Applications of the Option Pricing
Paradigm to Insurance
by
Michael Wacek
Discussion by
Stephen Mildenhall
CNA Re, Chicago IL
Contents
What is Black Scholes?
Black Scholes is a mathematical theorem: a statement that certain
conclusions follow from certain premises
 Determines price of European call option on a stock
 Call Option is the right, but not obligation, to buy at a predetermined
exercise or strike price
 European: can only be exercised at expiration
Assumptions
 Stock price:
 Follows a "geometric Brownian motion"
 Instantaneous
stock returns are normally distributed
 No stock dividends are payable during life of the derivative
 Continuous time trading
 Infinitely divisible securities (e.g. can buy 0.1234 a stock)
 Ability to borrow and lend at a fixed risk free rate of interest
r
 r is fixed regardless of duration
 No restrictions on short selling; full use of proceeds
 No transaction costs or taxes
 No arbitrages
 Whether Black Scholes is true in the "real world"
depends on whether the premises hold in the real world
Black Scholes is very complete pricing Paradigm
 Gives price and an explicit way to "hedge" (manufacture)
the product for the indicated price by trading in the underlying stock and
bonds
 Like an insurance pricing model plus a reinsurance structure
guaranteeing results!
 Regardless of state of reinsurance market
Black Scholes Pricing and Market Pricing
Ex Price

Intrinsic
Value

Market
Price

BS

Pct Error

Actuarial

Volume

750

169.77 
186 
181.06

2.7% 
201.99

714 
805

114.77 
135 
130.90

3.0% 
150.55

3 
890

29.77 
67 1/2 
66.90

0.9% 
82.04

10 
900

19.77 
64 
60.88

4.9% 
75.32

6 
910

9.77 
59 1/4 
55.22

6.8% 
68.93

102 
930

0 
44 1/4 
44.96

1.6% 
57.18

3,291 
935

0 
41 3/4 
42.62

2.1% 
54.46

5 
940

0 
42 1/2 
40.37

5.0% 
51.83

264 
950

0 
36 1/4 
36.12

0.4% 
46.83

14 
960

0 
31 1/2 
32.20

2.2% 
42.17

2 
990

0 
21 
22.37

6.5% 
30.20

5 
995

0 
20 
20.99

4.9% 
28.48

107 
1025

0 
11 
14.07

27.9% 
19.71

7 







 S&P 500 European Calls September 15, 1997
 S&P closed at 919.77
 Risk free rate of interest 5.12%, discount factor 0.9868
 95 days to expiration
 Actuarial pricing assumes growth rate on stocks 15%
pa (13.98% compounded continuously) discounted at risk free rate
 Standard Deviation of stock returns: 23.5% annually
 Errors +/7% over a large range except for one, very
out of the money call
 Last trade on may have been well before close
 Oh, for such a good way to price GL!
Insurance Interpretations
Aggregate Stop Loss Likened Call Option
 Agg stop "attaches" at a certain loss ratio
and pays the excess of actual losses over the attachment
 Agg stop with a limit = difference of two agg stops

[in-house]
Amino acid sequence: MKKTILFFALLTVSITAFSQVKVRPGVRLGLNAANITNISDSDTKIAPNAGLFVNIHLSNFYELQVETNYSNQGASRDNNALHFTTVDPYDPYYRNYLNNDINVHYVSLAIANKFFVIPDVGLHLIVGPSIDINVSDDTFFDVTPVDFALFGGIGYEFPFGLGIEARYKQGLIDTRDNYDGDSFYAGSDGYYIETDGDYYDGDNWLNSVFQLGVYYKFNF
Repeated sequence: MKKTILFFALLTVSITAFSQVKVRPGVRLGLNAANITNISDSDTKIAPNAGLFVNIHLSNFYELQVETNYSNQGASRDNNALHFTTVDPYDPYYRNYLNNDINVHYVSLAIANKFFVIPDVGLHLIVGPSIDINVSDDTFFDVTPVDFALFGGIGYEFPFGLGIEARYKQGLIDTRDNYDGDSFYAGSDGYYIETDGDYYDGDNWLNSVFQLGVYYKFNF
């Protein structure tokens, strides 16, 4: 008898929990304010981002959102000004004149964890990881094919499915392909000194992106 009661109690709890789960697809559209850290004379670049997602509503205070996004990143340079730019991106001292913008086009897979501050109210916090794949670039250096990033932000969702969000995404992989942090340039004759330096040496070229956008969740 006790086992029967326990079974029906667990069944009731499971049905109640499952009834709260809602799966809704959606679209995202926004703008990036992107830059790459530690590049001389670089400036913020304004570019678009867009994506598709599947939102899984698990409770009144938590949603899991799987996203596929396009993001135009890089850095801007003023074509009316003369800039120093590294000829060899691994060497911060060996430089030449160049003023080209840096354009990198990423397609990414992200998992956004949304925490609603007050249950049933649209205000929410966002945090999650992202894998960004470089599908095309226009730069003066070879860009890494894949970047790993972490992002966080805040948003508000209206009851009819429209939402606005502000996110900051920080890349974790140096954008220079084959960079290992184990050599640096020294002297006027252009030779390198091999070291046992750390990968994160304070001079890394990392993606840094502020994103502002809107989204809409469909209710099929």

with different attachments
 Call option has an "exercise" price and pays
the excess of the final stock price over the exercise price
 Ignore niceties of time and payout patterns: assume
agg stop settles in full T years from now with a single payment
 Could argue that agg stops are more like swaps than options
How do you price an Aggregate Stop Loss?
 S = aggregate loss random variable
 Current best estimate of losses at
expiration, T years from now
 k = attachment point
 Pure Premium = E[ max(Sk, 0) ]
 PV Pure Premium = e^{r'T}E[ max(Sk, 0) ] for some
discount rate r' per year
 Premium = ???
 Example
 S ~ Lognormal(m, s)
 Mean of log(S) is m and standard
deviation is s
 Selected discounting interest rate r'
 Discounted pure premium can be determined using Part 1 calculus
e^{m+s2/2r'T}
F((ln(1/k)+(m+s^{2}))/s)  e^{r¢T}k F((ln(1/k)+m)/s)
 See appendix for details
 F is the cumulative distribution function of the standard normal distribution
An Actuarial Call Option Price
Black Scholes assumes stock prices follow a Geometric Brownian
Motion
 Changes in stock prices over a short period of time are approximately
normally distributed
 DS / S = mDt + sZÖDt, where Z is a standard normal random variable
 Mean return in small time period Dt is mDt
 Variance is s^{2}Dt
 Is this reasonable? Below is a normal probability plot for
Dell stock daily returns 1/2/97 to 2/9/00
 Note problems with fit in extreme left tail
 Indicates trouble with assumptions for deeply in and
out of the money options (volatility smile)
 GBM implies that T years from now the stock price S_{T}
is lognormal and
ln(S_{T}/S_{0}) ~ N((ms^{2}/2)T,
sT^{1/2})
Estimating Parameters
 Mean m: CAPM, historical record
 Standard deviation s: Historical
record, last thirty days returns.
 Finance has the data of an actuary's dreams!
 Discounting Interest Rate r': COTOR Comprehensive
Study, Zen Enlightenment
 Can now apply our agg stop pricing formula:
 e^{r'T}E[ max(S_{T}k, 0) ] = e^{r'T}
S_{0} E[ max(S_{T}/S_{0}  k/S_{0}, 0) ]
 m ¬ (ms^{2}/2)T
 k ¬ k/S_{0}
 s ¬ sÖT
e^{(mr¢) T} S_{0 }F(ln(S_{0}/k)+(m+s^{2}/2)T/sÖT)  e^{r¢T }k F(ln(S_{0}/k)+(ms^{2}/2)T/sÖT)